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Fear and Learning in the Illegal Immigration Debate
Unformatted Document Text:  racially diverse sample to explore the way that group membership and prior predispositions about immigration may blunt the effects of fear on cognition and policy preferences. Classic models of democracy expect that citizens pay close attention to the political world and form policy opinions based on knowledge and deliberation of the costs and benefits of policy. Yet more than five decades of survey research reveals that a majority of citizens know very little about politics (Converse 1964; Delli Carpini and Keeter 1996; Zaller 1992) and mostly rely on elite cues and partisanship in forming opinions rather than gathering information about politics (Campbell et al 1960; Lau and Redlawsk 2001b). Scholarship on the role of affect in politics demonstrates that anxiety may increase citizens’ motivation to seek information and rely less heavily on “standing decisions” such as partisanship in making political decisions (Brader 2006; Marcus 2002; Marcus et al 2000; Neuman et al 2007). Marcus, Neuman, and MacKuen’s Affective Intelligence (AI) theory posits that since anxiety is unpleasant, when citizens become anxious about political issues or actors, they are motivated to lower that anxiety by finding information that will either confirm their previous attitude or help them change their minds. One major implication of the AI theory is that citizens will mainly rely on their political habits to guide new decisions unless they are made anxious about candidates or issues. Once anxious, citizens will be much more motivated to learn, pay more attention to news coverage, and will base political decisions more heavily on contemporary information rather than partisanship. Anxious citizens not only pay closer attention to news that they encounter but also seek out additional information relevant to the issue or candidate that provoked the anxiety. Thus, anxious citizens are not only more informed but are also more open to persuasion. Both experimental and empirical work testing the predictions of the AI theory demonstrates a link between anxiety and the desire for more information. Marcus et al (2000) 3

Authors: Gadarian, Shana. and Albertson, Bethany.
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background image
racially diverse sample to explore the way that group membership and prior predispositions
about immigration may blunt the effects of fear on cognition and policy preferences.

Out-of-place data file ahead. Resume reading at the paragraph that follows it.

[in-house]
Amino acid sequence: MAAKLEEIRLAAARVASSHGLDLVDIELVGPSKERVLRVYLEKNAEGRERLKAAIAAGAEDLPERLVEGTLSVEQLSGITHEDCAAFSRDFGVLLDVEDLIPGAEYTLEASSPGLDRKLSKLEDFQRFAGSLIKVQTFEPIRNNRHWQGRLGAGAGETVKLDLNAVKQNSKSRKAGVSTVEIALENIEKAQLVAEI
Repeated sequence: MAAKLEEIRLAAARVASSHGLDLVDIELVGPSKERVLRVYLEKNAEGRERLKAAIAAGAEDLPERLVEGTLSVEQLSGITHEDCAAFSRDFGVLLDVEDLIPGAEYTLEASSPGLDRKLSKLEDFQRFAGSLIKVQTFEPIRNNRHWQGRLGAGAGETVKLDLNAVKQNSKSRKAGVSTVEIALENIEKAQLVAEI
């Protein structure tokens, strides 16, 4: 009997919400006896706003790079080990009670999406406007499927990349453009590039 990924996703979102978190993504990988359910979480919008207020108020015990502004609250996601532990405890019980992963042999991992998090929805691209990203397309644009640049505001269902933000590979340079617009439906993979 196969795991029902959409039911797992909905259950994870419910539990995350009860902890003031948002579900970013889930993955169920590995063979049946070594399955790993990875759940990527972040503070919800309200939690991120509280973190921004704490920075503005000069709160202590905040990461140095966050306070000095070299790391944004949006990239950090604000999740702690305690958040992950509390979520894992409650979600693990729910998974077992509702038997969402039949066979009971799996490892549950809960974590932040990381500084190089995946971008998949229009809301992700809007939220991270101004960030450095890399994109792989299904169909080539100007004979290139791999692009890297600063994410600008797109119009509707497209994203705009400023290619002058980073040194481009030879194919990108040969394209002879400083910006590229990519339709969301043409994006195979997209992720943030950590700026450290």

Classic models of democracy expect that citizens pay close attention to the political
world and form policy opinions based on knowledge and deliberation of the costs and benefits of
policy. Yet more than five decades of survey research reveals that a majority of citizens know
very little about politics (Converse 1964; Delli Carpini and Keeter 1996; Zaller 1992) and mostly
rely on elite cues and partisanship in forming opinions rather than gathering information about
politics (Campbell et al 1960; Lau and Redlawsk 2001b). Scholarship on the role of affect in
politics demonstrates that anxiety may increase citizens’ motivation to seek information and rely
less heavily on “standing decisions” such as partisanship in making political decisions (Brader
2006; Marcus 2002; Marcus et al 2000; Neuman et al 2007). Marcus, Neuman, and MacKuen’s
Affective Intelligence (AI) theory posits that since anxiety is unpleasant, when citizens become
anxious about political issues or actors, they are motivated to lower that anxiety by finding
information that will either confirm their previous attitude or help them change their minds. One
major implication of the AI theory is that citizens will mainly rely on their political habits to
guide new decisions unless they are made anxious about candidates or issues. Once anxious,
citizens will be much more motivated to learn, pay more attention to news coverage, and will
base political decisions more heavily on contemporary information rather than partisanship.
Anxious citizens not only pay closer attention to news that they encounter but also seek out
additional information relevant to the issue or candidate that provoked the anxiety. Thus, anxious
citizens are not only more informed but are also more open to persuasion.
Both experimental and empirical work testing the predictions of the AI theory
demonstrates a link between anxiety and the desire for more information. Marcus et al (2000)
3


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